SuperHome Database

Oxford, Headington, Stapleton Road

House Summary

Owner(s):
Tina Fawcett and Richard Blundel
House Type:
Edwardian 3 bedroomed semi detached
Carbon saving:
68% - SuperHomes Assessed  
Reported saving on bills:
50%

Measures installed:

  • Condensing boiler
  • Double Glazing
  • Draught-proofing
  • External Wall Insulation
  • Floor Insulation
  • Internal Wall Insulation
  • Loft Insulation
  • Low Energy Lighting
  • Solar Water Heating
  • Sunpipe
  • Water Saving Devices
  • Wood Stove

  • Tina Fawcett SuperHome

Upcoming events

Early interest in Open Days encourages SuperHome owners to host more events. If you'd like to visit this property please contact the owner and let them know. SuperHomers are often happy to respond to questions about their refurbishment project by email between times. Please read ‘more on contacting this SuperHomer’ before you make contact.

What visitors are saying

"Very interesting to see what other people with similar properties are doing locally."

"Inspirational! Now I know what can be done, watch this space!"

"Some great ideas in a real situation - lots of detailed information that you can apply yourself."

"Great, informed show round. Great to see the costs. Useful to make comments on issues to help and inform the retrofit. "

"It was very useful to see a real home adopting low carbon measures in an old house."

"It's great to see how a 'normal' house can be improved in so many ways to reduce its energy use. Well done!"

"We were already in the process or improving our home. It has helped a huge amount to get a few steps further towards implementation."

Personal story:

Richard and Tina live in this house with their two children, aged 7 and 9. Tina is a researcher on energy policy and climate change. We both think it is important to try and live in a lower carbon way, and improving our home is part of that.

Motivations:

Concern about climate change and wanting to reduce our fossil fuel usage was the main driver to action, but we also wanted a more thermally comfortable house and needed to solve condensation and mould problems with our solid walls. Our refurbishment has evolved over the years, starting with the basics – loft insulation, draft proofing, new boiler, efficient lights and appliances – in what was originally a very inefficient home. Additional measures have been added over the years when doing conventional building and improvement work and when ‘opportunities’ (such as needing to replace a rotting dining room floor) have arisen.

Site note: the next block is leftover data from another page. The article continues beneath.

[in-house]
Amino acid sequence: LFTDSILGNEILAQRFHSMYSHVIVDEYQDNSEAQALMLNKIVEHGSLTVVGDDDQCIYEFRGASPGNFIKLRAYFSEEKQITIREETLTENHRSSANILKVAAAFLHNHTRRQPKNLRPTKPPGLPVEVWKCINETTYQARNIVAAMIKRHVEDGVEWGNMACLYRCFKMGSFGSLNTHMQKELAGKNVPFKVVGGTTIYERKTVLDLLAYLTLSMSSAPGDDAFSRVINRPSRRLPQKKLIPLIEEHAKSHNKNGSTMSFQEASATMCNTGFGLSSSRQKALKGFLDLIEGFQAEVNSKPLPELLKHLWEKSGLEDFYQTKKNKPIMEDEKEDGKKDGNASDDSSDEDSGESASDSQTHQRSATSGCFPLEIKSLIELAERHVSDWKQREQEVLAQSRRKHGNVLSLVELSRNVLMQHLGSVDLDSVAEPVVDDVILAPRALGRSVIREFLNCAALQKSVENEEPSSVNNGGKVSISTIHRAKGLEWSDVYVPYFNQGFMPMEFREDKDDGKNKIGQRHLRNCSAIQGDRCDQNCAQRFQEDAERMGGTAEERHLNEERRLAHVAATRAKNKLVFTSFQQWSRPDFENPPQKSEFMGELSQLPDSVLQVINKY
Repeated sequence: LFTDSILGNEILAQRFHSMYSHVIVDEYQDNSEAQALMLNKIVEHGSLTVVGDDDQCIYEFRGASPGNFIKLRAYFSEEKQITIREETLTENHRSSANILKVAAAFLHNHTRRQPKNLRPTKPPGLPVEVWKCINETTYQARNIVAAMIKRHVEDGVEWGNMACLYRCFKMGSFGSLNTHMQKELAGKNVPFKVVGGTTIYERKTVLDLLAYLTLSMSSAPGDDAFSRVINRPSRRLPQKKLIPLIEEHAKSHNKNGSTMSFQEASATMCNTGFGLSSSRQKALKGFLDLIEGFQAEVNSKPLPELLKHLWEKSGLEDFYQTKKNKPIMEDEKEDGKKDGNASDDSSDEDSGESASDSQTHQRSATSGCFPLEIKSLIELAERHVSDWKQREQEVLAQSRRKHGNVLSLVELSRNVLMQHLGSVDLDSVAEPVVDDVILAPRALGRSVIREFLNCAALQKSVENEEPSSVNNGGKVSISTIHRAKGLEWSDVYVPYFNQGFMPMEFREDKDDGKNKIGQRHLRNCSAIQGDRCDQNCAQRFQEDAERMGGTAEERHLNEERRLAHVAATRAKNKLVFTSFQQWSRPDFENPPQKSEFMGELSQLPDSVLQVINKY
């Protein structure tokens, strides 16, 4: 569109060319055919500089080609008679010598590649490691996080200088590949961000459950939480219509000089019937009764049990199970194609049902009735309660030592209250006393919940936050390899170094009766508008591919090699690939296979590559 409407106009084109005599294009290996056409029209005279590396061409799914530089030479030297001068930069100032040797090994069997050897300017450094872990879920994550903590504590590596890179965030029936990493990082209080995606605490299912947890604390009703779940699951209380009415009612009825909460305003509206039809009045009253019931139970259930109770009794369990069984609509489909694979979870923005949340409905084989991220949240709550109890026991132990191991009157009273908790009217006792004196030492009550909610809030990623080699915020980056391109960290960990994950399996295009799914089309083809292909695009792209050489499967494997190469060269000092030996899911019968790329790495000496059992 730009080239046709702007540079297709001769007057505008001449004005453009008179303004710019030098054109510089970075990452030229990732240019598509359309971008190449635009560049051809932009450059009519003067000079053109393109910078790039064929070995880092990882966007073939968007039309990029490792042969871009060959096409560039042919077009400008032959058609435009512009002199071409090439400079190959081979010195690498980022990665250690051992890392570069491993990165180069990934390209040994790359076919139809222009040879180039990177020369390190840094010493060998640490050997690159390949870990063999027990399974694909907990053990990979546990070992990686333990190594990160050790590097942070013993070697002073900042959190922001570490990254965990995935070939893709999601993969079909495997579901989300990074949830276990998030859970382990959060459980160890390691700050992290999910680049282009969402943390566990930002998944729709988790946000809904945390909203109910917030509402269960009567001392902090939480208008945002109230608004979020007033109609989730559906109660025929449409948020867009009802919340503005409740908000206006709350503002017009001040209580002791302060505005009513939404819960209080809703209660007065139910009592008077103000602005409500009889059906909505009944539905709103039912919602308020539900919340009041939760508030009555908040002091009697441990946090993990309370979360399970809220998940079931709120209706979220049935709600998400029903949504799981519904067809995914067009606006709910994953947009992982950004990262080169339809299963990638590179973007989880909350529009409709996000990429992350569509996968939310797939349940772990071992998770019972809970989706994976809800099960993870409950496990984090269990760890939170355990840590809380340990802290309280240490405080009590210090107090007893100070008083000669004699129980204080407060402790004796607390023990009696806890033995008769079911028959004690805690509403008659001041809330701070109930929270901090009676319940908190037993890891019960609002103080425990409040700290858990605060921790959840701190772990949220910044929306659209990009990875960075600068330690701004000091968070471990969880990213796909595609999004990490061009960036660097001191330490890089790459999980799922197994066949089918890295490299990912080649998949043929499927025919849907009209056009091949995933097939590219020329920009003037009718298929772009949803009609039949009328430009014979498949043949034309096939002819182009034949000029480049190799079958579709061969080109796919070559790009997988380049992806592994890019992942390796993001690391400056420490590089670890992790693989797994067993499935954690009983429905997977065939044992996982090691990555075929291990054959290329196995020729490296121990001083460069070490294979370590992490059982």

Also see:
low-carbon-renovation.blogspot.co.uk/
Property background:

The house is a 1900s semi. When Richard first bought it about 14 years ago, it had a very old back boiler, single glazed windows, a very cold downstairs extension for the bathroom and no insulation to speak of.

Key changes made:

The two most satisfying changes have probably been the solid wall insulation (SWI) and the solar water heating (SWH). The SWI has made a real different to the way the house feels, it’s much more comfortable than before, and has saved a considerable amount of energy. Also it was satisfying to use an ‘eco’ material – wood fibre, Pavatherm – rather than the conventional materials we have used elsewhere in the home. The SWH provides most of our hot water in a summer with some sunshine – and it just feels good to make use of that renewable resource. In terms of carbon / energy saved per £ spent, neither of these measures scored particularly highly compared with a lot of the other things we have installed, but they deliver more benefits than just energy savings!

Read more about Tina Fawcett’s renovation here.

Measures installed in detail:

  • All windows double glazed or triple glazed
  • External insulation – side wall with 100mm of Pavatex.